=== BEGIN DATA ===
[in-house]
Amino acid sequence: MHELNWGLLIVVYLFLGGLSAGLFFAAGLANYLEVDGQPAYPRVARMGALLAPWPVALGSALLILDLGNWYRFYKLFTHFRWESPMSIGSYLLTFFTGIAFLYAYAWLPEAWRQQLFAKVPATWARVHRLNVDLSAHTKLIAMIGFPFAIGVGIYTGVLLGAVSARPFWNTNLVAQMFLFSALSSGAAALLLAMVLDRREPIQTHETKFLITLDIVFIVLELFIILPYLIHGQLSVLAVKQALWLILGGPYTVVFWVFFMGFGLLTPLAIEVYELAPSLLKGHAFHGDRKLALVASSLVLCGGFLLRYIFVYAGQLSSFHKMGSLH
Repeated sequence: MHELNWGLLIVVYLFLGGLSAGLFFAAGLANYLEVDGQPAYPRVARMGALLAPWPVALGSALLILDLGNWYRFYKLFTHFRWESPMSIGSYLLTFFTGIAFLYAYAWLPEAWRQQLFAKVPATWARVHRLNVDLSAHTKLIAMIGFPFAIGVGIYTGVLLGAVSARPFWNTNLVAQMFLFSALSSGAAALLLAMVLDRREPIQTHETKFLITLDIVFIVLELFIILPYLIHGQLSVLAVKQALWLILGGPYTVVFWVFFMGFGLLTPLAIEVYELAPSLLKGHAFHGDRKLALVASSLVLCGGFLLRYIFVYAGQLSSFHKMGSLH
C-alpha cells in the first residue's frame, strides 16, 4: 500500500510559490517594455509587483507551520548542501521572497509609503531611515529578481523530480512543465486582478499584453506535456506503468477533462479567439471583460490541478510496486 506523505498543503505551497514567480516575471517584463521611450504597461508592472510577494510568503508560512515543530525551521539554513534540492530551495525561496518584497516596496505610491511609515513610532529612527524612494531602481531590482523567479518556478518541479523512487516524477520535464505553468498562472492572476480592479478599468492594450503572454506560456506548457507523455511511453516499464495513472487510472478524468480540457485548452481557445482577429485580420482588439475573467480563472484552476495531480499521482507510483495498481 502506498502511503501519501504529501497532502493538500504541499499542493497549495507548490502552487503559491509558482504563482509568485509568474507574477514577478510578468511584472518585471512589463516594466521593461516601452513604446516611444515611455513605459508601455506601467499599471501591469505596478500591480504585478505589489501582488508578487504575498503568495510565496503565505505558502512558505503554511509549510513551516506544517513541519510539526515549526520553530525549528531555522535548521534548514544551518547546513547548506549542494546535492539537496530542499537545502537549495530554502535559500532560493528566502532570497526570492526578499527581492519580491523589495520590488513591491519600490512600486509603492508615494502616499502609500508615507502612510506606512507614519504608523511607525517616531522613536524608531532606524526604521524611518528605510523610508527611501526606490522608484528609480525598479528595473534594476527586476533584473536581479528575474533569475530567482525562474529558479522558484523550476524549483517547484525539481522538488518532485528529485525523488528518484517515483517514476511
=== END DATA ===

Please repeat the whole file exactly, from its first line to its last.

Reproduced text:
[in-house]
Amino acid sequence: MHELNWGLLIVVYLFLGGLSAGLFFAAGLANYLEVDGQPAYPRVARMGALLAPWPVALGSALLILDLGNWYRFYKLFTHFRWESPMSIGSYLLTFFTGIAFLYAYAWLPEAWRQQLFAKVPATWARVHRLNVDLSAHTKLIAMIGFPFAIGVGIYTGVLLGAVSARPFWNTNLVAQMFLFSALSSGAAALLLAMVLDRREPIQTHETKFLITLDIVFIVLELFIILPYLIHGQLSVLAVKQALWLILGGPYTVVFWVFFMGFGLLTPLAIEVYELAPSLLKGHAFHGDRKLALVASSLVLCGGFLLRYIFVYAGQLSSFHKMGSLH
Repeated sequence: MHELNWGLLIVVYLFLGGLSAGLFFAAGLANYLEVDGQPAYPRVARMGALLAPWPVALGSALLILDLGNWYRFYKLFTHFRWESPMSIGSYLLTFFTGIAFLYAYAWLPEAWRQQLFAKVPATWARVHRLNVDLSAHTKLIAMIGFPFAIGVGIYTGVLLGAVSARPFWNTNLVAQMFLFSALSSGAAALLLAMVLDRREPIQTHETKFLITLDIVFIVLELFIILPYLIHGQLSVLAVKQALWLILGGPYTVVFWVFFMGFGLLTPLAIEVYELAPSLLKGHAFHGDRKLALVASSLVLCGGFLLRYIFVYAGQLSSFHKMGSLH
C-alpha cells in the first residue's frame, strides 16, 4: 500500500510559490517594455509587483507551520548542501521572497509609503531611515529578481523530480512543465486582478499584453506535456506503468477533462479567439471583460490541478510496486 506523505498543503505551497514567480516575471517584463521611450504597461508592472510577494510568503508560512515543530525551521539554513534540492530551495525561496518584497516596496505610491511609515513610532529612527524612494531602481531590482523567479518556478518541479523512487516524477520535464505553468498562472492572476480592479478599468492594450503572454506560456506548457507523455511511453516499464495513472487510472478524468480540457485548452481557445482577429485580420482588439475573467480563472484552476495531480499521482507510483495498481 502506498502511503501519501504529501497532502493538500504541499499542493497549495507548490502552487503559491509558482504563482509568485509568474507574477514577478510578468511584472518585471512589463516594466521593461516601452513604446516611444515611455513605459508601455506601467499599471501591469505596478500591480504585478505589489501582488508578487504575498503568495510565496503565505505558502512558505503554511509549510513551516506544517513541519510539526515549526520553530525549528531555522535548521534548514544551518547546513547548506549542494546535492539537496530542499537545502537549495530554502535559500532560493528566502532570497526570492526578499527581492519580491523589495520590488513591491519600490512600486509603492508615494502616499502609500508615507502612510506606512507614519504608523511607525517616531522613536524608531532606524526604521524611518528605510523610508527611501526606490522608484528609480525598479528595473534594476527586476533584473536581479528575474533569475530567482525562474529558479522558484523550476524549483517547484525539481522538488518532485528529485525523488528518484517515483517514476511